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Monthly Archives: August 2011

The Bastard Child

This is a spiced and smoked variation of the Ginger Rogers, not meant for the weak at heart, those who order whiskey sours, or who can’t handle a bit of fire. Laphroaig 10 year is the backbone of this particular cocktail. If you are a Scotch drinker you’ll know that this is an intensely peaty, smokey distillate, and if you mix drinks, an interesting spirit to work with:

  • 1.5 Laphroaig 10 year
  • .5 ginger coriander syrup
  • .25 Cointreau
  • dash Lemon bitters
  • sliver of orange rind

Chill a coupe or cocktail glass, toss the Scotch, syrup, and Cointreau into an ice filled shaker, shake until there are ice chips. Wash your glass with lemon bitters, making sure to only barely coat the inside as too much of a strong bitters, like lemon, will overpower and unbalance this cocktail. Strain, making sure to get the ice chips floating, burn the orange peel and rub around the rim of the glass, then drop it into the cocktail.

The ginger coriander syrup needs to be a thin one so that you get the flavors without sweetening the cocktail too much: 3.5 cups sugar to a half gallon water, with an ounce of chopped ginger and 4 tablespoons of whole coriander on a boil for 15-20 minutes will produce a good product. Add the sugar at the end of the process so that more of the coriander and ginger flavor can steep into the liquid.

Any thoughts on this? Would you use a different scotch, a different coriander ginger ratio for the syrup, or a different bitters?

Aperol Spritzer

Aperol is an Italian aperitif and bitters, with strong orange and herb notes, being made from bitter and sweet oranges, rhubarb, gentian, cinchona, and a slew of other secret ingredients. It has been around since 1919 when it was originally made by the Barbieri company. Now it is produced by the Campari group, with their original eponymous and very similarly profiled aperitif. While we use Campari mostly in the Negroni or Americano and sometimes with soda, we more often use Aperol in a Spritz. Here is my take on the the classic Spritz:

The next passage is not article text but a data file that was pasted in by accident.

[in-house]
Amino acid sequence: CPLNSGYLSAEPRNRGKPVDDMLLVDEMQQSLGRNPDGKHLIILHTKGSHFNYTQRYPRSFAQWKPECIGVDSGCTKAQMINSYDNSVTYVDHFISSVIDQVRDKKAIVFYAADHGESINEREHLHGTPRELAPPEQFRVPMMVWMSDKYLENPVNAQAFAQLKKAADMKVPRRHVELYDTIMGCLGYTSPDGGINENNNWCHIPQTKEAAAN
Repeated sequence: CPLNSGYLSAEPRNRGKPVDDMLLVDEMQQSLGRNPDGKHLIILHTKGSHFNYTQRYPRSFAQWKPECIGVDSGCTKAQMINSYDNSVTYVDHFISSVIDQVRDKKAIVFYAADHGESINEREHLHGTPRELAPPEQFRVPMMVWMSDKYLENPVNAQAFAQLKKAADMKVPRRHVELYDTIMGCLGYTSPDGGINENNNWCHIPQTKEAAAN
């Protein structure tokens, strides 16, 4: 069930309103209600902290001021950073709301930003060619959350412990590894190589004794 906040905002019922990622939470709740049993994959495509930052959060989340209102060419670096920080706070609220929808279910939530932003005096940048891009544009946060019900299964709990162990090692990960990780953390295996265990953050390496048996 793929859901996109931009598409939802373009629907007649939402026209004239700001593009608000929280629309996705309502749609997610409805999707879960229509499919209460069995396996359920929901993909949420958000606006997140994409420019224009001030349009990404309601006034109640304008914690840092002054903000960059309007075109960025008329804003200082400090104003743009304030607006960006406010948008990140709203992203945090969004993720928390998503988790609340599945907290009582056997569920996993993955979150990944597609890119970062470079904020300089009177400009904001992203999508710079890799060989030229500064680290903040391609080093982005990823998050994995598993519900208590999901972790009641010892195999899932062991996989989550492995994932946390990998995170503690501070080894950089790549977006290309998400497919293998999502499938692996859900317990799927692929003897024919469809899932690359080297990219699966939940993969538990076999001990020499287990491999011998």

• 1.25 Aperol
  • 1 Prosecco
  • 1 San Pellegrino¬†
  • .5 St. Germaine
  • 1 dash Peychaud’s Bitters
  • 1 dash Orange Bitters
  • 1 slice each lemon, lime, and orange

Shake the Aperol, St. Germaine, bitters, and orange until the citrus has been extracted into the mix, pour into a collins or highball glass, top with the bubbles and stir once. Garnish with your remaining citrus.

This makes a bright orange tall drink that is great for brunch, early afternoons, or as a lighter cocktail hour drink before dinner, or really anytime during summer and early fall. The bitter from the Aperol takes a moment to set in as all of the floral, sweet, citrus and tart apple mixes on the palate.

The Ginger Rogers

I usually try to stay away from Maker’s Mark because there is such a selection of better quality, dryer bourbons at the same price point, also calling out Maker’s is just calling out a name that has been marketed to you in such a way that it sticks in your head. For this occasion I chose Makers though, as it happened to be the best fit for the mixings. This is a simple, easy to down, easy to pair cocktail which went over well with both my customers and coworkers:

  • 1.5 Maker’s
  • .5 Canton
  • .25 Cointreau
  • .25 fresh lime
  • 2 Dashes Regan’s Orange or Fee Brother’s West Indian Orange Bitters
  • Twist of orange for oil

Combine liquids over ice in your shaker and shake the hell out of it to get the ice chips floating on top, strain into a chilled coupe glass and burn a spritz of orange oil over the top. Serve.

The heavy shaking is important, without those ice chips on the top of the drink it seems to lack longevity and evolution through the drinking process. A good cocktail in my mind is one that matures between the first sip and the last drop, without changes in the taste, feel, or complexity we might as well just be drinking vodka shots and cheap beer and join a frat.


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